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Editor’s note: As part of The Denver Post’s ongoing effort to expand our roster of local opinion columnists, I recently reached out to Reggie Rivers. A former Broncos player, Rivers wrote a weekly column for The Post from 2001 to 2006, when he became a sports anchor for CBS4. I asked Rivers if he would like to return to the op-ed pages. Below was his response. Although he won’t be joining us as a columnist, the reasons for his reluctance speak volumes about our nation’s political and social climate.
— Cohen Peart, opinion editor
Great to hear from you. Thank you for thinking of me, but my desire to comment on current political and social events has waned significantly. I don’t want to be a columnist.
Our country is so polarized that 50 percent of the people completely reject every opinion offered by someone on the other side of the aisle. I used to have an appetite for this conversation, because I was young and naive and thought that talking about things, considering other perspectives and arguing for truth and justice could really make a difference.
But eventually I realized that we’re all mostly speaking into echo chambers. Everyone chooses the media sources that tell them what they want to hear. They nod in affirmation when they hear their beliefs parroted back at them, and pat themselves on the back for being so smart. When they happen to stumble upon an opposing viewpoint, they are amazed by the rampant stupidity of the people on the other side.
We’ve mostly lost the willingness to recognize that most issues are multi-dimensional and both sides can be telling the truth and lying at the same time. For example, Republicans argue for immigration controls, while Democrats argue that we need to let people in. Both sides are correct. Yes, we need to protect our borders, AND yes, we need to allow immigration. It’s possible to achieve both of these priorities.
But in the arguments that ensue, Republicans build a straw man out of the Democrats’ positions by insisting that the left doesn’t care about security, wants completely open borders and doesn’t care if a flood of illegal immigrants raises our taxes and overwhelms our social services.
Democrats build a straw man out of the Republicans’ positions by insisting that the right is full of racist, xenophobic, self-centered jerks who want to block out anyone who isn’t like them, doesn’t care about the damage to immigrant families and is perfectly willing to isolate the United States from the world.
Neither of these straw men is an accurate depiction, but they have become the accepted positions that they hurl back and forth at each other. This extreme polarization is toxic and demoralizing.
I lost several friendships over Donald Trump’s election. These were Republicans I’d have regular debates with, but ours were always cordial disagreements. During our conversations, we would disagree about most things, but we often found small areas of agreement, and that encouraged us to continue the conversation.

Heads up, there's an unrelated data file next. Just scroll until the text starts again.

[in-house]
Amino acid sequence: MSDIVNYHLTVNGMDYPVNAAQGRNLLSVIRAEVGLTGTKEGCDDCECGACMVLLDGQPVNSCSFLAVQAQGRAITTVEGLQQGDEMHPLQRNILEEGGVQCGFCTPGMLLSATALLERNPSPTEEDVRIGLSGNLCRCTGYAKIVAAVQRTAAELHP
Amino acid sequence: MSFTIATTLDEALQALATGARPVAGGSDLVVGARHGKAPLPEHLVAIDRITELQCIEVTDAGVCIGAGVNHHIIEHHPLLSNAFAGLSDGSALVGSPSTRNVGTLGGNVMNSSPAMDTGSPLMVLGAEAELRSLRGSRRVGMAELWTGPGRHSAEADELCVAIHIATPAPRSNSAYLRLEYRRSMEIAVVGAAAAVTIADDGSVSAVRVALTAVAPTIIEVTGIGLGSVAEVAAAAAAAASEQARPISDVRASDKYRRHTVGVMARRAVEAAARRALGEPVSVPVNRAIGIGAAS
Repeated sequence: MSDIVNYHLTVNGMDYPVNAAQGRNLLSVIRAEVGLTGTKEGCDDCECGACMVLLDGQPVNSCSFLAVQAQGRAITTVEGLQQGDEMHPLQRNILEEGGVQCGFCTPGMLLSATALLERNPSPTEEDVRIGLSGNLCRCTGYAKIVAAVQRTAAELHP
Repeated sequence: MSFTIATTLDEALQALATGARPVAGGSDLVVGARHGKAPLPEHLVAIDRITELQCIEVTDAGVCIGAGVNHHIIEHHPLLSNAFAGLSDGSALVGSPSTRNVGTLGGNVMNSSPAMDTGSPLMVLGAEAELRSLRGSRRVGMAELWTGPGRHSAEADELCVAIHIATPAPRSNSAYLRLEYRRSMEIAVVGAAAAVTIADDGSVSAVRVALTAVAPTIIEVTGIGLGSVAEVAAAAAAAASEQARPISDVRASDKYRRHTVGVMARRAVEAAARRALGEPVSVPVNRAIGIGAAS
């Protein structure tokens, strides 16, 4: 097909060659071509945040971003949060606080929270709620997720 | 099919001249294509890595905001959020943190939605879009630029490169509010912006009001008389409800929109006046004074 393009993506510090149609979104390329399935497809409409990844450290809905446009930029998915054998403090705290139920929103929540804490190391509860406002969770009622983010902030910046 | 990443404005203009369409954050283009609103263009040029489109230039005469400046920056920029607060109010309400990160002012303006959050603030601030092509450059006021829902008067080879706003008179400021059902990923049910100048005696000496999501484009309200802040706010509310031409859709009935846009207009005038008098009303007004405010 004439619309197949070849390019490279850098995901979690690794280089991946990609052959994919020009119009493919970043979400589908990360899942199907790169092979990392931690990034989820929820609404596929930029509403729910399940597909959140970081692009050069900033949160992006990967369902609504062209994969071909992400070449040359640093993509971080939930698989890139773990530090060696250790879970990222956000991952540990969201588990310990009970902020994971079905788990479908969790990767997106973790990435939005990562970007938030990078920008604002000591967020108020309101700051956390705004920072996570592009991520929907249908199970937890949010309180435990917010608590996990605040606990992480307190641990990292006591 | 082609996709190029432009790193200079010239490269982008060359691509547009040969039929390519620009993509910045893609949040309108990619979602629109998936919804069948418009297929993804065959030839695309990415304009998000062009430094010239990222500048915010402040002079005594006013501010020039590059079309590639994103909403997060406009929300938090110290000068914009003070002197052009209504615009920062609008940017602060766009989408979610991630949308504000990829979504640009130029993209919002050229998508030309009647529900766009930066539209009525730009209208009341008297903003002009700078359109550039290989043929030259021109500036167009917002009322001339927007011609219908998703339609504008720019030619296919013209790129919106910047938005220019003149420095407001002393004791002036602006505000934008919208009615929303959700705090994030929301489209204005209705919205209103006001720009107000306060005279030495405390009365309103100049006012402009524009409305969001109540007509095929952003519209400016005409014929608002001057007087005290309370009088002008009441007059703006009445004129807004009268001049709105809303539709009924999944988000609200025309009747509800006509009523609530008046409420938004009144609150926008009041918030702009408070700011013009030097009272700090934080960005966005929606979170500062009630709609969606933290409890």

During election season, Trump’s idiotic behavior and words forced some of my friends to contort their arguments and beliefs to ridiculous lengths to maintain their support. For a while, I didn’t take these contortions too seriously. I understand the reality that if you’re a Republican or a Democrat, you’re doing to defend your core ideology, even when the human being who is currently carrying the political torch for those beliefs has significant flaws. Democrats were in this bind when they defended Bill Clinton during the Monica Lewinsky situation.
But things came to a head for me shortly after “Grab them by the [genitals].” Most of my Republican friends said some version of “Donald Trump is a repugnant idiot, and I don’t agree with his personal views. However, I’m voting for him because I want the Republican Party to control the White House, and I’m hoping that the Republican House, Republican Senate, Republican governors and key White House advisers can keep Trump under control.”
I could understand and respect their position. They felt “stuck” with Trump, because nothing could make them vote for Hillary Clinton.
However, to my dismay, I discovered that I had other friends who actually agreed with Trump. They actually defended him, actually agreed with his core philosophies, actually shared his authoritarian vision, actually didn’t think there was anything wrong with his locker room talk, actually didn’t think there would be anything wrong with expelling all Muslims, actually thought it was a good idea to build a wall, and on and on.
Their tolerance (and shocking enthusiasm) for Donald Trump revealed a level of racism and sexism that was completely intolerable to me. I would not associate with people who were willing to say things they were saying.
So I stopped speaking to those people. Completely.
And just like that, I slid further into the echo chamber. By shutting out these former friends, I shut out my access to people whose opinions are radically different from mine. I’ve shut out the conversations, the debates, and the periodic agreements. Now I listen to media outlets that confirm what I already believe. I talk to people who share my beliefs and we all nod our heads, marveling at how smart we are — amazed by the sheer stupidity of people on the other side.
It is sad, demoralizing and completely toxic to our democracy.
Reggie Rivers is a former Denver Post columnist and CBS4 sports anchor.
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